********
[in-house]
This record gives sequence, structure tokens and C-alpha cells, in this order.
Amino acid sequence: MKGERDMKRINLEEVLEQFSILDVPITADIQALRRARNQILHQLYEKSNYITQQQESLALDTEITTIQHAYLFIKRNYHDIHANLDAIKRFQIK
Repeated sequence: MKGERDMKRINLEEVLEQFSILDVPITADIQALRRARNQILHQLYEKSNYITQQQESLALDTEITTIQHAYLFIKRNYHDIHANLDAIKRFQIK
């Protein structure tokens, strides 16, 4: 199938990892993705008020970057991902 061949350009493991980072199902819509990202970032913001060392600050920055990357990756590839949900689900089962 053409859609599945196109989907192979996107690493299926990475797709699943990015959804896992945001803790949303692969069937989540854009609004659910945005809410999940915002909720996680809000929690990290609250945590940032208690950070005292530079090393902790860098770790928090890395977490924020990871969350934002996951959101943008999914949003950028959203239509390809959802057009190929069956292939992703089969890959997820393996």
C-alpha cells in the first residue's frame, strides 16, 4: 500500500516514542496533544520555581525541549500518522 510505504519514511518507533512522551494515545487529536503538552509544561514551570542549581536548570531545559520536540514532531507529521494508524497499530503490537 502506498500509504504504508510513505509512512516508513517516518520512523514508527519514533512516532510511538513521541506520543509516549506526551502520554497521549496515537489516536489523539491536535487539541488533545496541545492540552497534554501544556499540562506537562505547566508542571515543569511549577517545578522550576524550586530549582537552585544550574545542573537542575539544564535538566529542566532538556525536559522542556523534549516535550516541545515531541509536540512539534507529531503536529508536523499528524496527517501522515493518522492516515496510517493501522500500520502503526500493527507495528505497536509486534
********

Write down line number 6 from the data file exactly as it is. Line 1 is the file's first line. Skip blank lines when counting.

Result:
C-alpha cells in the first residue's frame, strides 16, 4: 500500500516514542496533544520555581525541549500518522 510505504519514511518507533512522551494515545487529536503538552509544561514551570542549581536548570531545559520536540514532531507529521494508524497499530503490537 502506498500509504504504508510513505509512512516508513517516518520512523514508527519514533512516532510511538513521541506520543509516549506526551502520554497521549496515537489516536489523539491536535487539541488533545496541545492540552497534554501544556499540562506537562505547566508542571515543569511549577517545578522550576524550586530549582537552585544550574545542573537542575539544564535538566529542566532538556525536559522542556523534549516535550516541545515531541509536540512539534507529531503536529508536523499528524496527517501522515493518522492516515496510517493501522500500520502503526500493527507495528505497536509486534